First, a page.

US 6106520 A
A minimally invasive medical or surgical device creates holes in heart tissue utilizing a needle connected to an energy source, such a radio frequency generator, a resistive heating source, or a microwave energy source. The needle is inserted into heart tissue from an interior of the heart and activated to heat the surrounding tissue in order to produce reversible tissue damage. The device consists of an energy source and regulator, electric contacts to the energy source, a catheter, and a needle at the distal end of the catheter for delivering energy to the heart tissue. The catheter is fed through the vasculature into the interior of the heart. A temperature sensor may be positioned on the needle for sensing a temperature of the heart tissue in which the needle has been inserted. Preferably, a regulator is connected to the energy source and to the temperature sensor for controlling the temperature of the heart tissue in which the needle has been inserted to about 40° C. to about 60° C. as sensed by the temperature sensor.
1. A method of treating ischemia and angina by causing reversible damage to myocardial tissue, the method comprising:
inserting a needle in a minimally invasive manner through the vasculature to an interior of the heart;
penetrating the myocardial tissue with the needle from the interior of the heart;
heating the myocardial tissue by applying energy to the needle to create a zone of reversible tissue damage around the needle; and
withdrawing the needle, reinserting the needle, and heating to form a plurality of spaced apart zones of reversible tissue damage.
2. The method of treating ischemia and angina of claim 1, wherein the myocardial tissue is heated to between about 40° C. and about 60° C. with the needle to create the zone of reversible tissue damage around the needle.
3. The method of treating ischemia and angina of claim 2, wherein the tissue is heated for between about 5 seconds and about 120 seconds.
4. The method of treating ischemia and angina of claim 1, wherein the needle is inserted part way through a heart wall.
5. The method of treating ischemia and angina of claim 1, wherein the myocardial tissue is heated by applying radio frequency energy to the needle.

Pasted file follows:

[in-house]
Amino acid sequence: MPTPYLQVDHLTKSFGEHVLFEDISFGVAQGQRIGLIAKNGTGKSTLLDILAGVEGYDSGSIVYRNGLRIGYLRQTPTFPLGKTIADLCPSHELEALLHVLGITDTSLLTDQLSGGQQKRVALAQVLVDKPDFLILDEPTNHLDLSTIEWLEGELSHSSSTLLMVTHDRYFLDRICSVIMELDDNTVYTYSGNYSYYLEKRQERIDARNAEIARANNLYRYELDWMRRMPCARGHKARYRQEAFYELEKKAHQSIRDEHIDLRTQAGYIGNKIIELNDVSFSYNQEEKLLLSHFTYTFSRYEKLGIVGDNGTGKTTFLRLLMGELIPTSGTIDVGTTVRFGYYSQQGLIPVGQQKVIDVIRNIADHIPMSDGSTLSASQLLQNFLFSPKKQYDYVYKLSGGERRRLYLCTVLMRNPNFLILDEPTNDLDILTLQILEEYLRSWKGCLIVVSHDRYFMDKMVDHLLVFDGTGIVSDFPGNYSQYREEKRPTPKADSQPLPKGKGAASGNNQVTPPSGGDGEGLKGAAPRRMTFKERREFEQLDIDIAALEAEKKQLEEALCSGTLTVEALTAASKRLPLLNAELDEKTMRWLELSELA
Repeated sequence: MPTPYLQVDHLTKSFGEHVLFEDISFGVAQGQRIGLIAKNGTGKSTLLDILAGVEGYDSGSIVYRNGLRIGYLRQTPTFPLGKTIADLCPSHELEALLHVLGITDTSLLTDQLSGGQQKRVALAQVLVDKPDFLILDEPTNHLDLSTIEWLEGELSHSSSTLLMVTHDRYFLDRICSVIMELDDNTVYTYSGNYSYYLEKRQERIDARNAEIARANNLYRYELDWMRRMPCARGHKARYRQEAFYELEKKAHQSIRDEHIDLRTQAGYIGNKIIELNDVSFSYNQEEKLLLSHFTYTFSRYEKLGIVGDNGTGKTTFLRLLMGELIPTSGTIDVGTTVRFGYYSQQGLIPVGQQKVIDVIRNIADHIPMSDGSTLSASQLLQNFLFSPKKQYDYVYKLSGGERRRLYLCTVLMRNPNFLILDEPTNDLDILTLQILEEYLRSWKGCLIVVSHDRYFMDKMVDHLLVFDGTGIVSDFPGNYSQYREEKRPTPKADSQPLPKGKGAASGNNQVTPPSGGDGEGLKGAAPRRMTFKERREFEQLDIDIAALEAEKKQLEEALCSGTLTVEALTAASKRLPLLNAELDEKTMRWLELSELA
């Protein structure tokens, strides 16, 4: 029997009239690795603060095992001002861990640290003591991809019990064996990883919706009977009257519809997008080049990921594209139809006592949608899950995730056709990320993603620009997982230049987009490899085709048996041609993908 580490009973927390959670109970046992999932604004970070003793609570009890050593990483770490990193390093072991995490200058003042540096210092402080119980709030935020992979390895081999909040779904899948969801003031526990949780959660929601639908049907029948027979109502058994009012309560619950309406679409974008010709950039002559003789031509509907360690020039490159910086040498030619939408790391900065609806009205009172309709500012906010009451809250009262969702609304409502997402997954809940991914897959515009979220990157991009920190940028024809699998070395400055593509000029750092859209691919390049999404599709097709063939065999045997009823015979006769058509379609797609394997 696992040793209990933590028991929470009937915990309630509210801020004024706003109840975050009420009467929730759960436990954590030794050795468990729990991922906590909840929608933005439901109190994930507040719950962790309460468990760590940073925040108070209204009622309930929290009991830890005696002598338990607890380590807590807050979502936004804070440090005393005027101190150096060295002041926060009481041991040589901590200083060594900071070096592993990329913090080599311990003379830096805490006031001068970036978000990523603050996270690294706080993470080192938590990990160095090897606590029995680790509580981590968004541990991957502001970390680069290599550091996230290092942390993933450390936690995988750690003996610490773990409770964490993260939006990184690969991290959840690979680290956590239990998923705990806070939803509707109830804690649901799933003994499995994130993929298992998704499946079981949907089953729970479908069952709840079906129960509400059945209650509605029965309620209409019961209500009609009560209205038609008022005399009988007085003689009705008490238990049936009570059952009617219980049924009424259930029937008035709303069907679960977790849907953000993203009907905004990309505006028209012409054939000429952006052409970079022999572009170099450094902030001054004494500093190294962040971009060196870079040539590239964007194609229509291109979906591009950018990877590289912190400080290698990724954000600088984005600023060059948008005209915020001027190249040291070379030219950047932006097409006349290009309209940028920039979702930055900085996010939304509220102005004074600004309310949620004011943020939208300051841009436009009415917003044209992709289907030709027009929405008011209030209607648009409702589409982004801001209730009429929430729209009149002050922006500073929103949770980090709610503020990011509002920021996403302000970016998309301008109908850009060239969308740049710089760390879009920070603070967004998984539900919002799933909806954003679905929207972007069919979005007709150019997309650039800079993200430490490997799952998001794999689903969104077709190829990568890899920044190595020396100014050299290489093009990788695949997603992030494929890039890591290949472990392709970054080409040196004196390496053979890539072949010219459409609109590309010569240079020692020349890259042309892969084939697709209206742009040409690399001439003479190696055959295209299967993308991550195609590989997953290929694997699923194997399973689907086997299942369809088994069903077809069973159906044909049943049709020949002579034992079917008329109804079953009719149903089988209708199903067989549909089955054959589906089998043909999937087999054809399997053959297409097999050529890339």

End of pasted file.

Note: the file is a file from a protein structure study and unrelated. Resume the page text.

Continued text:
6. The method of treating ischemia and angina of claim 1, wherein the myocardial tissue is heated by resistance heating of the needle.
7. The method of treating ischemia and angina of claim 1, wherein myocardial tissue is heated by applying microwave energy to the needle.
8. The method of treating ischemia and angina of claim 1, wherein the myocardial tissue is heated to a temperature of between about 44° C. and about 50° C.
The present application claims the benefit of U.S. Provisional Patent Application Serial No. 60/060,540 entitled Endocardial Radio Frequency Device for Creating Holes in Heart Tissue filed Sep. 30, 1997 now abandoned.
1. Field of the Invention
The invention relates to a medical/surgical device and method for treating the heart, and more particularly, the invention relates to a minimally invasive device and method for creating holes in heart tissue.
2. Brief Description of the Related Art
Currently there are a number of companies using lasers to create holes in heart tissue, for example, Cardiogenesis Corporation of Sunnyvale, Calif.; PLC Systems, Inc. of Franklin, Mass.; and Eclipse Surgical Technologies, Inc. of Palo Alto, Calif. Each of these companies are utilizing lasers as an energy source to vaporize heart tissue to create a plurality of holes in the heart for treating angina and heart ischemia.
Angina is severe cardiac pain most often due to ischemia of the myocardium. Ischemia is localized tissue anemia due to a partial or temporary obstruction of inflow of arterial blood. Ischemic tissue in the heart is usually found in the left ventricle due to obstruction or constriction of the coronary arteries. The procedure of forming holes in the myocardial tissue of the heart is referred to as transmyocardial revascularization ("TMR"). The purpose of TMR is to improve blood flow to under perfused myocardium. The laser created TMR holes are generally formed in the left ventricle. The holes are typically 1 mm in diameter and are placed on a 1 cm by 1 cm grid. Depending on the extent of the angina and ischemia, the laser is used to make somewhere between 10 and 50 holes. Once the holes are created, the holes are sealed off at an exterior of the heart using pressure on the epicardial surface to prevent bleeding into the pericardium.